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What to Do About Radical Uncertainty

A longstanding belief in the predictability of market behavior and outcomes has created plenty of fodder for academic theorizing in economics. But firms operating in the real world succeed by recognizing that the future is unknowable – and acting accordingly.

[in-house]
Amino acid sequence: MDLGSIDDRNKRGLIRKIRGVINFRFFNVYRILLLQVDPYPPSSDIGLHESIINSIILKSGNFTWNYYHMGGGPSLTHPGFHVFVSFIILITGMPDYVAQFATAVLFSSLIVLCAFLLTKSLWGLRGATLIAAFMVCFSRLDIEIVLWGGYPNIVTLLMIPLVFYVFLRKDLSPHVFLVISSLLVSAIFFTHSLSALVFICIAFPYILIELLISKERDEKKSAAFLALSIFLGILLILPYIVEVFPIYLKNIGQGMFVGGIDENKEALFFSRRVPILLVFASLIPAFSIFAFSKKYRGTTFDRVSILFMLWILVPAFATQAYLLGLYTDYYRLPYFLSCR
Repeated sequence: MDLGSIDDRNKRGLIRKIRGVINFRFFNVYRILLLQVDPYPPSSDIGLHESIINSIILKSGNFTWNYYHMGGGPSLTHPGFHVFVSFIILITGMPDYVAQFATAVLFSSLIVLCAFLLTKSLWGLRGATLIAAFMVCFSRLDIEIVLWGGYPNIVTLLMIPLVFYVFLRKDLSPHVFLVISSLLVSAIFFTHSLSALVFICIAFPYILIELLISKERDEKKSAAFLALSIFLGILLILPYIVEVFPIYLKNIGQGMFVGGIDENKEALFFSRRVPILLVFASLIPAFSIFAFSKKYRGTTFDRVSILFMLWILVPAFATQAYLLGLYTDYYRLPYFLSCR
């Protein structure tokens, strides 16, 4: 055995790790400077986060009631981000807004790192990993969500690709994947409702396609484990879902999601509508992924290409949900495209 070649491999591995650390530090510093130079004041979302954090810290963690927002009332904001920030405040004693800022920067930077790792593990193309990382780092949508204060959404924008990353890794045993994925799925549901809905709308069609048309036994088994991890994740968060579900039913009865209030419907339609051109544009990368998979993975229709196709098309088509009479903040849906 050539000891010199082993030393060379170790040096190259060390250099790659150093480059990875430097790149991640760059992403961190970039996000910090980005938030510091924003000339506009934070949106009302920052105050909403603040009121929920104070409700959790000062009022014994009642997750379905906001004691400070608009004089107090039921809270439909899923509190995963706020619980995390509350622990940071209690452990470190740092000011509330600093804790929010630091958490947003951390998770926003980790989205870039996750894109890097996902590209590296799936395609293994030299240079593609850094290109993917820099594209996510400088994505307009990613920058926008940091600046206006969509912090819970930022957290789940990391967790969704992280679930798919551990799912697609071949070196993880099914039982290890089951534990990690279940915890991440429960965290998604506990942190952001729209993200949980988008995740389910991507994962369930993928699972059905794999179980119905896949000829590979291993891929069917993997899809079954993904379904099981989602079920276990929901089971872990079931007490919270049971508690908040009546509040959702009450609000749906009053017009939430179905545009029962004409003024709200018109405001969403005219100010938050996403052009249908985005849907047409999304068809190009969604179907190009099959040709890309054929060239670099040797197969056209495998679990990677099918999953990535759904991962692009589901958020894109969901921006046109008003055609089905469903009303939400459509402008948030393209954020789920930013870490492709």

CAMBRIDGE – A central premise of neoclassical economics is that the consequences of the decisions of market participants can be known in advance and quantified as risk-adjusted estimates. As John Kay and Mervyn King showed in their 2020 book, Radical Uncertainty: Decision-Making Beyond the Numbers, such probabilistic reasoning has a long history. As applied in economics, it has operationalized the concept of “expected utility” – the desideratum that rational economic agents are defined to be maximizing.